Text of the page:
Calif. Braces for Aftershocks after 7.2 Baja Quake

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WASHINGTON -- Experts are warning millions in the Baja California area to brace for aftershocks following a powerful 7.2 magnitude earthquake, Sunday.

It was the largest tremor to hit the region in about 20 years.

Home footage of the disaster was shot in the middle of strong, gusty winds in El Cajon, Calif. as the quake interrupted what was a sunny Easter afternoon.

"That was the scariest thing I ever experienced," one resident said.

Sunday's earthquake hit hardest in Mexicali, Mexico, along California's border, triggered south of the San Andreas Fault. It was the latest in the region of the Ring of Fire which circles the Pacific Ocean.

Aftershocks Rattle Residents

The tremor was immediately followed by more than 20 aftershocks with one registered a high as 5.1.

"The ground started shifting. I'm like 'Am I having a dizzy spell?' And then it happened again," one resident recalled. "Then something told me to stop looking around. And then I'm seeing all these people coming out of their homes and then I'm seeing people walking down the street."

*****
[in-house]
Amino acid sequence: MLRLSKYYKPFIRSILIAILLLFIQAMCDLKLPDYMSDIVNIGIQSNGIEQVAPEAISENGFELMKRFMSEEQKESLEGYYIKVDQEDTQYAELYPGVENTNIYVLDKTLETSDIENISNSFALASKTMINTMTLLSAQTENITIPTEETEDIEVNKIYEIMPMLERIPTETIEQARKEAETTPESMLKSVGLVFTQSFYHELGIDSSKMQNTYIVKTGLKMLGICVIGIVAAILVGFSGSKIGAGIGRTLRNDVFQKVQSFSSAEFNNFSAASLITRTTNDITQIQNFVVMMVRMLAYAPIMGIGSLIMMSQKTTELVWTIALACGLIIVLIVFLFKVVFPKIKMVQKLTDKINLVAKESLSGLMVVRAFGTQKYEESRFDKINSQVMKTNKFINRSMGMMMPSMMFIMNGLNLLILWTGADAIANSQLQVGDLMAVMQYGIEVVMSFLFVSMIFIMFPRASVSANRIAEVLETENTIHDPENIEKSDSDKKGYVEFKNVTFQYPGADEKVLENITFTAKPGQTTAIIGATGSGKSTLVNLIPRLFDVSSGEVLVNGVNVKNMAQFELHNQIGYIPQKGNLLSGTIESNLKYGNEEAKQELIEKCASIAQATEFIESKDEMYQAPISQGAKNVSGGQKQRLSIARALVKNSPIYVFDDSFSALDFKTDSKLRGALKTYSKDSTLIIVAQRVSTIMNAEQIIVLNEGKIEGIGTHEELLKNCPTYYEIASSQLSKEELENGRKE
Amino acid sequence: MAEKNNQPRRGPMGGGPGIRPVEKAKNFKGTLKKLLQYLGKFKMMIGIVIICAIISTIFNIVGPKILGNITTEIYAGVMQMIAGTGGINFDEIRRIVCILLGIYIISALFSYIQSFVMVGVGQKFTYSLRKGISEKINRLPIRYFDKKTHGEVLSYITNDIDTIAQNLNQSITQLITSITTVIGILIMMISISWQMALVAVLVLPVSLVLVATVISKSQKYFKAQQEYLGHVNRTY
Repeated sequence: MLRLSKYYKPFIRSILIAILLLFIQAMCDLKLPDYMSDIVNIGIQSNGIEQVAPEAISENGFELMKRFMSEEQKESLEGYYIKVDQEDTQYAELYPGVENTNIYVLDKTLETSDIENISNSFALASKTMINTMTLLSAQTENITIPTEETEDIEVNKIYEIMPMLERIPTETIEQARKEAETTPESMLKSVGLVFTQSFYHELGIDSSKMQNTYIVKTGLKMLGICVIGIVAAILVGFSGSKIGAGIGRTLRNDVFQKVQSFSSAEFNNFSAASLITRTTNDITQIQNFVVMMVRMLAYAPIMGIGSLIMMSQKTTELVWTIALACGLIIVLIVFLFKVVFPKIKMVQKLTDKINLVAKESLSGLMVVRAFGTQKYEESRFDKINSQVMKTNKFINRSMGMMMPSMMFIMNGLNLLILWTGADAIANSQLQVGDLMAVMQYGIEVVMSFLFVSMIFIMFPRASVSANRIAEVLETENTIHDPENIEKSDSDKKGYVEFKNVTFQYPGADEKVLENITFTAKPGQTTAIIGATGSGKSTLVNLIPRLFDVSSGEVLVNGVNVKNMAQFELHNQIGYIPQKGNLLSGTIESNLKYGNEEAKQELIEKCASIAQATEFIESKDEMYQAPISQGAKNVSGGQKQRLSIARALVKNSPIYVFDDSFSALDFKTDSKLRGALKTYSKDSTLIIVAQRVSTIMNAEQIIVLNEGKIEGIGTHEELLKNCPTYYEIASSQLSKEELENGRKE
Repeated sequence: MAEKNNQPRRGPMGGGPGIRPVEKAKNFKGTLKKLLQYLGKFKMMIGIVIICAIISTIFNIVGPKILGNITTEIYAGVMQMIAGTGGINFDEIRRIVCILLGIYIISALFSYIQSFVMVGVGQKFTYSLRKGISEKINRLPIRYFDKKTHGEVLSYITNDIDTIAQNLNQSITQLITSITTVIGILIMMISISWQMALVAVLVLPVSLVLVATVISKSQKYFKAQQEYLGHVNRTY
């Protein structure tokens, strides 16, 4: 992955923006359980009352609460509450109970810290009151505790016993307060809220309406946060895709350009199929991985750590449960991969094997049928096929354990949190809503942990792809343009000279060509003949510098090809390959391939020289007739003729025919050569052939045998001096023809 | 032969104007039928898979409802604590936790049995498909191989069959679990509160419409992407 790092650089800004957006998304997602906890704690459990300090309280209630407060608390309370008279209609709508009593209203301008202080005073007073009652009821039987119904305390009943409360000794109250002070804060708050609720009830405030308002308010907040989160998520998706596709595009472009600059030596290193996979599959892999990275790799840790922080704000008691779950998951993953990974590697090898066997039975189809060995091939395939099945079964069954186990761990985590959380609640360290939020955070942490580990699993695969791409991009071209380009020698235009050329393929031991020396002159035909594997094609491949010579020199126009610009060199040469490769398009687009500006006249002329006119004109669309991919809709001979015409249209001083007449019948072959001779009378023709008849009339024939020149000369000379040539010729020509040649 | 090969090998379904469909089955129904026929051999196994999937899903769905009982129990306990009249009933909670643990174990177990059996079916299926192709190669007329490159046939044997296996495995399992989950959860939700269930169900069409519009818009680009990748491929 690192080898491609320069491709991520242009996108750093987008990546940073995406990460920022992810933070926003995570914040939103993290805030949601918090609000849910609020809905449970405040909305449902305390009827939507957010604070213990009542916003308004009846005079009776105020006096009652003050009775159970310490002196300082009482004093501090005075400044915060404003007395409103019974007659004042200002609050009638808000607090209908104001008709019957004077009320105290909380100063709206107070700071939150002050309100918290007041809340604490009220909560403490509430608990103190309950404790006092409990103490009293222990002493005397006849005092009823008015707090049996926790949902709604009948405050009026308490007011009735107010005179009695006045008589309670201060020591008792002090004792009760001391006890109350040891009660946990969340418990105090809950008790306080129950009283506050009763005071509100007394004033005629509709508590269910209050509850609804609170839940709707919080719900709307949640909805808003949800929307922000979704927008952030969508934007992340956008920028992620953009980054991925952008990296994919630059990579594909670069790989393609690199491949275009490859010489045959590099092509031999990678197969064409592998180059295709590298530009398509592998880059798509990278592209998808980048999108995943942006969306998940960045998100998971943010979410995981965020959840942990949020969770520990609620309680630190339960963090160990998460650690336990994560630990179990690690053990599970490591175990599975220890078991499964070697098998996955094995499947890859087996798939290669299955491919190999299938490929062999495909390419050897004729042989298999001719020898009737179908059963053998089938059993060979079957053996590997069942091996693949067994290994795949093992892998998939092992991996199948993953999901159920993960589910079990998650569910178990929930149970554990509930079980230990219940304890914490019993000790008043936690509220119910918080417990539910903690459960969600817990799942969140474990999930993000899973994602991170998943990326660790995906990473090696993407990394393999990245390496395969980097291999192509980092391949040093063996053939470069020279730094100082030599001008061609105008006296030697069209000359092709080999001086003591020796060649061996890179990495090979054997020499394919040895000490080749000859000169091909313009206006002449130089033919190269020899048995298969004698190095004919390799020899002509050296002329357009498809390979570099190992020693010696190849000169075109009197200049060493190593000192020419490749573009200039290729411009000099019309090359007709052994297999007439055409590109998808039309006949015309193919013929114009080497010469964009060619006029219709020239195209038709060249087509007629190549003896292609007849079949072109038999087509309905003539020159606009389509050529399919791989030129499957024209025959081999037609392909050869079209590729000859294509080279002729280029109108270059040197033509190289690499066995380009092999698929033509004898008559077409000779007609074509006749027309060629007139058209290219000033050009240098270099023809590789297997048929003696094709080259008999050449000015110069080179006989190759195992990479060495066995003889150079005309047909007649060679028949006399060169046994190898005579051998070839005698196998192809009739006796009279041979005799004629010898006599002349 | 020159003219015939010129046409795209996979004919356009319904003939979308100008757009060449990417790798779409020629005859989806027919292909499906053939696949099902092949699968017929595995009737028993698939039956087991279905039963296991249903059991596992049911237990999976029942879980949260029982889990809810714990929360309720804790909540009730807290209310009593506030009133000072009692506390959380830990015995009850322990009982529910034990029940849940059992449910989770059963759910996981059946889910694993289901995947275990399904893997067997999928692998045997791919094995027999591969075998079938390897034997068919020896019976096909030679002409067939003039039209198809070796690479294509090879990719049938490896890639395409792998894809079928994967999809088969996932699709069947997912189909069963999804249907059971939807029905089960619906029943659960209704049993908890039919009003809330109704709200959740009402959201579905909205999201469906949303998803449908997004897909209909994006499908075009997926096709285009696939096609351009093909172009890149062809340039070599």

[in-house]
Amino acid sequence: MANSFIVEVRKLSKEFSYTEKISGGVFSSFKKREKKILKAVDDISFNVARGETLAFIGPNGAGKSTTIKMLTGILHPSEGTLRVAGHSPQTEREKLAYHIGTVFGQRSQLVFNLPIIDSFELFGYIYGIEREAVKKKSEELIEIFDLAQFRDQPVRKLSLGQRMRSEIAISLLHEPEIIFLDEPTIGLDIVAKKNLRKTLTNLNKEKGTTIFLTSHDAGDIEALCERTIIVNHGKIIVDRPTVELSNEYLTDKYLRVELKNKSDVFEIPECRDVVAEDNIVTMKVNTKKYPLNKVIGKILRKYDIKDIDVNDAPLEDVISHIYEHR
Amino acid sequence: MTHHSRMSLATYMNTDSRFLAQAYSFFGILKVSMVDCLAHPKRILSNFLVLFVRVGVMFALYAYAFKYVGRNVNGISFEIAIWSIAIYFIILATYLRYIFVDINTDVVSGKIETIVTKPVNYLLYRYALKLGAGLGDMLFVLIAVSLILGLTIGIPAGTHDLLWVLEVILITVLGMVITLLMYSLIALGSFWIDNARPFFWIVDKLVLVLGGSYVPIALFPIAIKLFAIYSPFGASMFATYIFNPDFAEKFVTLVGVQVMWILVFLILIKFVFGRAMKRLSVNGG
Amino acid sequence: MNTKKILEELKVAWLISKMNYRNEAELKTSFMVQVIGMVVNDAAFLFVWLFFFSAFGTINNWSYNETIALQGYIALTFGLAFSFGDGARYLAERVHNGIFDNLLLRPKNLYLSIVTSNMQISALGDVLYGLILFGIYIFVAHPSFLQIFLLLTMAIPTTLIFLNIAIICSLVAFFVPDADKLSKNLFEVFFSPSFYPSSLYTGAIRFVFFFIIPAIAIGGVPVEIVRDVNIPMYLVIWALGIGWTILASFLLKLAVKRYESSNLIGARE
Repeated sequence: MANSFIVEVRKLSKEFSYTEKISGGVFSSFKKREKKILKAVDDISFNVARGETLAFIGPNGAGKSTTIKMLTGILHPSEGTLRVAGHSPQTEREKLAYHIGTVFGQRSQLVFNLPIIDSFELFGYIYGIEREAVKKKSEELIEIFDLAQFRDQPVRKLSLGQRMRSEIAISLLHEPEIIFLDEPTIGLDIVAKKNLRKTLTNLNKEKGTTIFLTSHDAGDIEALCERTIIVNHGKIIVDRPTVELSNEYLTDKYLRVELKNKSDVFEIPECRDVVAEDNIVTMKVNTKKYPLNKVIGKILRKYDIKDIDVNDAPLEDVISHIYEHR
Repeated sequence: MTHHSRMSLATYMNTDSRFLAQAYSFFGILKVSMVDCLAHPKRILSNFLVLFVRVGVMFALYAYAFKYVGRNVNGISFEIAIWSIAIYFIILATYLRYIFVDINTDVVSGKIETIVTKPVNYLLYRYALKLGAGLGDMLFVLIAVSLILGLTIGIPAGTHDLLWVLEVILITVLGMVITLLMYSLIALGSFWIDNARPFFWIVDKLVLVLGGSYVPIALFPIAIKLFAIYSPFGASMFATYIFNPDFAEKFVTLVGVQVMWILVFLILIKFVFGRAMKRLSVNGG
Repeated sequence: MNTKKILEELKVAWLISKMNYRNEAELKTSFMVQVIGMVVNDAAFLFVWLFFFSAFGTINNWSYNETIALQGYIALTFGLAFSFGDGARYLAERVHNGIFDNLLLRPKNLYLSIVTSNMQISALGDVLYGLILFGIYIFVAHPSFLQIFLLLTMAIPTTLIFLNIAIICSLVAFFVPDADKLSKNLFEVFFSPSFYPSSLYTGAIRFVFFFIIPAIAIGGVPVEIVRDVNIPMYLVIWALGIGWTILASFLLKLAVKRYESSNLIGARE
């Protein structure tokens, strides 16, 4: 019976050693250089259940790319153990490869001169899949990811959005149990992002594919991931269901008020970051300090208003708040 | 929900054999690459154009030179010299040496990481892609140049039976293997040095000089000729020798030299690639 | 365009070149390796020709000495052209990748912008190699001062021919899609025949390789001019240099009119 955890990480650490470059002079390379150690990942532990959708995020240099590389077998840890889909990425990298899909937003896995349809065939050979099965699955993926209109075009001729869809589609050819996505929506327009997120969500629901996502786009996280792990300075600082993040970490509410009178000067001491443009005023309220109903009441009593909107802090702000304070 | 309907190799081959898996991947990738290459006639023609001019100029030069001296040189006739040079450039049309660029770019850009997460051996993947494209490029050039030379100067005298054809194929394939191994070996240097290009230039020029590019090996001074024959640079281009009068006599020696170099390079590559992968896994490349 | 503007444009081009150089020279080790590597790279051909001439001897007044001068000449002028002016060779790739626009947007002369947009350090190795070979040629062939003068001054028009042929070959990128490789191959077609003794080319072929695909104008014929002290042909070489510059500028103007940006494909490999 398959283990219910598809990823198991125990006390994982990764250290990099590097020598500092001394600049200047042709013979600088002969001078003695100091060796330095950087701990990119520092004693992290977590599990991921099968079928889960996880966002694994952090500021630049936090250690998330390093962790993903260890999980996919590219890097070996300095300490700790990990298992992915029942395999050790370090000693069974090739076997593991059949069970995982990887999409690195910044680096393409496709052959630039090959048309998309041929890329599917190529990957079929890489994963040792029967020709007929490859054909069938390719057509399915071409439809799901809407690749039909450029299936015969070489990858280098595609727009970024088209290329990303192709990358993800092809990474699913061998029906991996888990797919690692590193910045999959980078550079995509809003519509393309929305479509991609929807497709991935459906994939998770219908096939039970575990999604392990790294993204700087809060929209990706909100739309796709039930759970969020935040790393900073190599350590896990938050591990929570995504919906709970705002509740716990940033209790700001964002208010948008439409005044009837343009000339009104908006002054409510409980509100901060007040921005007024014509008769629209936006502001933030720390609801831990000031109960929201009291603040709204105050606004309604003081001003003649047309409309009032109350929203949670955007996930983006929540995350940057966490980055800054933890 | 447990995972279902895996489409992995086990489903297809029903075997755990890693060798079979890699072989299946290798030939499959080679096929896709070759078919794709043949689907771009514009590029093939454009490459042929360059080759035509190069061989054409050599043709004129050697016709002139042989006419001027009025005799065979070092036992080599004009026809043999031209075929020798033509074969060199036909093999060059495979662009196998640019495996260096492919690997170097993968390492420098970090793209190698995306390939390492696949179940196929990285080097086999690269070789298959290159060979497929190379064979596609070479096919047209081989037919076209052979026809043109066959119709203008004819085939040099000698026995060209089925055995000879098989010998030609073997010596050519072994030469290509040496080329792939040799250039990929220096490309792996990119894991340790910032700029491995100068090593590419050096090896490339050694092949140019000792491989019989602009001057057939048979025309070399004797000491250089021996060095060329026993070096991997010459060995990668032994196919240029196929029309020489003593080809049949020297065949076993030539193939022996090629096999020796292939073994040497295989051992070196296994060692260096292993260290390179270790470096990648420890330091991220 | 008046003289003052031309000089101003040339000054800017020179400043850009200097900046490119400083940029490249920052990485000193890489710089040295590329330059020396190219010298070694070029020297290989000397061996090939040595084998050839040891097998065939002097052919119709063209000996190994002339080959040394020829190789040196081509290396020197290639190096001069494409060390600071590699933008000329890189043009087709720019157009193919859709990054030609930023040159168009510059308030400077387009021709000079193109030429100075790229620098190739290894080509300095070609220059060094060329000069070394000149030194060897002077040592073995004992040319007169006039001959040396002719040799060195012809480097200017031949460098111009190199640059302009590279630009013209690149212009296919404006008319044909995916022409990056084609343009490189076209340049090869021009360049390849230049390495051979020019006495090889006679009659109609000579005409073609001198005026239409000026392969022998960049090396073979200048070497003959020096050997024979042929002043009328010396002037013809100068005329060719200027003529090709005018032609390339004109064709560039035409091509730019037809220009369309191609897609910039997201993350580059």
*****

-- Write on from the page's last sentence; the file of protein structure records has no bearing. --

At least 100 people in Mexicali were injured and some people are still trapped in their homes. The temblor cracked roads, toppled buildings, shattered windows and knocked out power across the city.

As of Monday morning, two deaths had been reported. All 300 patients at the General Hospital were forced to leave because the building had no power or water.

"Both in California and Mexico, we have plenty of buildings that we know are susceptible of falling down in this kind of shaking. This is a pretty big earthquake," U.S. Geological Survey Seismologist Lucy Jones said.

Quake Felt by Millions

Meanwhile, about 100 miles away, employees and guests at one San Diego hotel evacuated the building after hotel staff found cracks in the floor.

"I was talking to the concierge and I noticed that the aquarium started shaking and I said to the concierge 'That's going to go' and she ran out and I ran out right behind her," said one quake survivor.

Experts say at least 20 million people were affected by the quake that was so powerful it was felt more than 300 miles away in Las Vegas.

Damage in the border city of Calexico, Calif., was so bad that the downtown area had to be closed indefinitely since a lot of the buildings - built in the 1930s and 1940s - weren't retrofitted for a strong earthquake like this one.

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